Jonathan L. Friedmann, Ph.D.
From the critic’s perspective, the world of music consists of three parts: art, folk, and popular. This distinction is sometimes shortened to “serious” (art music) and “popular” (popular and folk). Precisely what makes some music “artistic” and other music something else is not always well defined, but minimum requirements usually include the use of written notation and sophisticated structural and theoretical considerations. The borders are blurred in some technical forms of jazz, and reinforced when classical composers adorn folk tunes with orchestral arrangements (as Aaron Copland did), or pop musicians conspicuously quote classical repertoire in their songs (as Frank Zappa did). These combinations are appealing largely because they represent an almost taboo juxtaposition.
However, the aesthetic divide between serious and popular is not simply a question of musical attributes. It concerns the values ascribed to the respective music. Sociomusicologist Simon Frith sums up the underlying assumption: “Serious music matters because it transcends social forces; popular music is aesthetically worthless because it is determined by them.” In other words, art music stands apart from our basic human needs, thereby attaining sacredness, whereas popular music reflects everyday life, thus reaffirming mundaneness. The book from which Frith’s comment derives marks his position on the issue: Taking Popular Music Seriously.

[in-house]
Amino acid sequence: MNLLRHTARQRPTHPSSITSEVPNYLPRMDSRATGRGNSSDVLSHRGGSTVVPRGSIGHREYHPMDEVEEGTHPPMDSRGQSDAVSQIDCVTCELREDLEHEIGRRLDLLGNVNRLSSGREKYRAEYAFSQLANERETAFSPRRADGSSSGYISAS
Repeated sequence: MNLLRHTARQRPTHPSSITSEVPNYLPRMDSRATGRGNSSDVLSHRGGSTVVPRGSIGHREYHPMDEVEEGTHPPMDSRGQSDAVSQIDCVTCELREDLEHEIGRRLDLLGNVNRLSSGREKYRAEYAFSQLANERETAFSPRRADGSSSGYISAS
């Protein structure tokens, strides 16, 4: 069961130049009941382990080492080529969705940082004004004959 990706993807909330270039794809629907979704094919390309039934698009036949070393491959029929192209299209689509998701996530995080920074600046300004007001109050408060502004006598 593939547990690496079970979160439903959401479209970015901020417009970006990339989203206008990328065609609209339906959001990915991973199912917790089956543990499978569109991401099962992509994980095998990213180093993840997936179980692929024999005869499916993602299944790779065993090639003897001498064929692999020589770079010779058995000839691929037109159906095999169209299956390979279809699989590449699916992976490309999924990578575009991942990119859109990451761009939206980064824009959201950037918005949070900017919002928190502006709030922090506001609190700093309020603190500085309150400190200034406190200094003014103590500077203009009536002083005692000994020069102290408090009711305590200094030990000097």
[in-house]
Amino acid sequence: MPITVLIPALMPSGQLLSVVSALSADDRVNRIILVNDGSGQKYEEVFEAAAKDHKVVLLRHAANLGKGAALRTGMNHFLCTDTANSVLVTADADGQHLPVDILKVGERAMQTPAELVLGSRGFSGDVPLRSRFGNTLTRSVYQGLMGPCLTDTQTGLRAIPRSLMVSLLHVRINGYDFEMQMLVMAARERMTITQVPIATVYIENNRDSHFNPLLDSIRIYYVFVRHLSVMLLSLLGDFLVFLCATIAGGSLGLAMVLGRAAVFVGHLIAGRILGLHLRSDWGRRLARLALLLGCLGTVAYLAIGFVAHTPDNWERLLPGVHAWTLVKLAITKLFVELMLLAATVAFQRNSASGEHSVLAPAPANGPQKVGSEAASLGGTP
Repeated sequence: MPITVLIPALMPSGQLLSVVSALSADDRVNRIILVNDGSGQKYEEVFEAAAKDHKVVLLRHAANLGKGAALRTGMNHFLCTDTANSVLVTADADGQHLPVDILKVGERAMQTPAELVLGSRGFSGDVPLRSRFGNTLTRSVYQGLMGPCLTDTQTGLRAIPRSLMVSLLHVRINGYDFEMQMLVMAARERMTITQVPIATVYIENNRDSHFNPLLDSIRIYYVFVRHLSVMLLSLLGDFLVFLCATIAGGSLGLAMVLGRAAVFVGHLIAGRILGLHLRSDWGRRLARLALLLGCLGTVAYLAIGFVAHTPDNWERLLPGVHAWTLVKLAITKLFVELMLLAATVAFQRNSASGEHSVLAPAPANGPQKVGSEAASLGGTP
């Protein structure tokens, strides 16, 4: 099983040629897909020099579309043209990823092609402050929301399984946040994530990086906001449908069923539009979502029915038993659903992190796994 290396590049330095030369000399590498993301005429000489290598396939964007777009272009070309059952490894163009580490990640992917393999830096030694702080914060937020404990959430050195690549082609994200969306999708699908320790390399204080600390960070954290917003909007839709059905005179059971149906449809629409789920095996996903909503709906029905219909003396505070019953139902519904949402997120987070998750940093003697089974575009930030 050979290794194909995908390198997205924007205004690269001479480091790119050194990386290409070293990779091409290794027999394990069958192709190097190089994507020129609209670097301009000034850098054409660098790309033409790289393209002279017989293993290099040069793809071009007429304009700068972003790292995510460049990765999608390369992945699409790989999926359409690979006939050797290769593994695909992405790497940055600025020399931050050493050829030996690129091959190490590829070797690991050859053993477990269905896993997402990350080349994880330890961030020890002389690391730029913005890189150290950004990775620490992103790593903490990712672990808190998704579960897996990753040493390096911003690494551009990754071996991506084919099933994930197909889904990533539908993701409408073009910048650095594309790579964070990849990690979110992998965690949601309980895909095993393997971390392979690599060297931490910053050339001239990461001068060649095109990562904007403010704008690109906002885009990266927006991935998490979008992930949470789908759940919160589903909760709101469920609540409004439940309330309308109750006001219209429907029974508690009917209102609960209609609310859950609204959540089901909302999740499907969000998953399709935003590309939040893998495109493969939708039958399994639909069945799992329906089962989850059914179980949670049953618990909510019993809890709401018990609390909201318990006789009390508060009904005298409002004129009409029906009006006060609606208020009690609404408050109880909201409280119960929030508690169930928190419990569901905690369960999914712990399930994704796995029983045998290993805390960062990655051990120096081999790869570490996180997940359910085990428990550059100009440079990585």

An even stronger defense is found in Johan Huizinga’s classic tome, Homo Ludens: A Study of the Play Element in Culture, published in 1950. Huizinga sees play as simultaneously superfluous and necessary. Superfluous because it is irrational and entails a stepping out of “real life,” and necessary because it gives meaning to human existence.
Huizinga does not distinguish between types of play—games, sports, arts, entertainment—nor between its forms—professional, amateur, individual, group. He avoids equating “only pretend” with frivolity, noting that players can engage in the activity with utmost sincerity and determination. Most provocatively, he characterizes religious ceremonies as obligatory play. Like a game of soccer or hide-and-seek, a sacred ritual is a temporary and repeatable departure from ordinary life that operates according to its own guidelines. This is not meant to belittle religious rites, but rather to emphasize the potential for seriousness in all play.
Music, as a type of play, resides outside of normal time and space. It abides by its own logic, and the enjoyment of it makes it a human need. The labels “serious” and “popular” have little bearing on the experience itself, which can be taken lightly or seriously. As Huizinga’s reminds us, “The contrast between play and seriousness is always fluid.”
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